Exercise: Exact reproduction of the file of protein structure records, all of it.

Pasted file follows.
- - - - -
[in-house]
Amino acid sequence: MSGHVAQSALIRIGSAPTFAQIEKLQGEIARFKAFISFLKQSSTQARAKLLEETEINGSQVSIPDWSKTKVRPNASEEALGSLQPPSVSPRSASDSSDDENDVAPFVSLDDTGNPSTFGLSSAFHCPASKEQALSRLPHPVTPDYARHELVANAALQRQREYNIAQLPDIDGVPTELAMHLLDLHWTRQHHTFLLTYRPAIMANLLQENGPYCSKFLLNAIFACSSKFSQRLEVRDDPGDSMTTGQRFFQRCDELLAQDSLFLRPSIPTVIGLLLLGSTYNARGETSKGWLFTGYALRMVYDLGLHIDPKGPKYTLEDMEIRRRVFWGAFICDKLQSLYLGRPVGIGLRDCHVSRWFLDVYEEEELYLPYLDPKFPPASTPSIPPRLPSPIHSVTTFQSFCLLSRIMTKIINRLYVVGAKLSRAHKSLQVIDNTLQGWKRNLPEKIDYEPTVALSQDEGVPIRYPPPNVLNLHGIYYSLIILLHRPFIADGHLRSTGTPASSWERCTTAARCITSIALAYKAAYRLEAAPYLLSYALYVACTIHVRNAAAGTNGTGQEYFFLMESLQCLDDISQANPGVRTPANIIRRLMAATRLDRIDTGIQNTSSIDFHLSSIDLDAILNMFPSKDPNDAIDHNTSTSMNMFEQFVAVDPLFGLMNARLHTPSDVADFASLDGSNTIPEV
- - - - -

[in-house]
Amino acid sequence: MSGHVAQSALIRIGSAPTFAQIEKLQGEIARFKAFISFLKQSSTQARAKLLEETEINGSQVSIPDWSKTKVRPNASEEALGSLQPPSVSPRSASDSSDDENDVAPFVSLDDTGNPSTFGLSSAFHCPASKEQALSRLPHPVTPDYARHELVANAALQRQREYNIAQLPDIDGVPTELAMHLLDLHWTRQHHTFLLTYRPAIMANLLQENGPYCSKFLLNAIFACSSKFSQRLEVRDDPGDSMTTGQRFFQRCDELLAQDSLFLRPSIPTVIGLLLLGSTYNARGETSKGWLFTGYALRMVYDLGLHIDPKGPKYTLEDMEIRRRVFWGAFICDKLQSLYLGRPVGIGLRDCHVSRWFLDVYEEEELYLPYLDPKFPPASTPSIPPRLPSPIHSVTTFQSFCLLSRIMTKIINRLYVVGAKLSRAHKSLQVIDNTLQGWKRNLPEKIDYEPTVALSQDEGVPIRYPPPNVLNLHGIYYSLIILLHRPFIADGHLRSTGTPASSWERCTTAARCITSIALAYKAAYRLEAAPYLLSYALYVACTIHVRNAAAGTNGTGQEYFFLMESLQCLDDISQANPGVRTPANIIRRLMAATRLDRIDTGIQNTSSIDFHLSSIDLDAILNMFPSKDPNDAIDHNTSTSMNMFEQFVAVDPLFGLMNARLHTPSDVADFASLDGSNTIPEV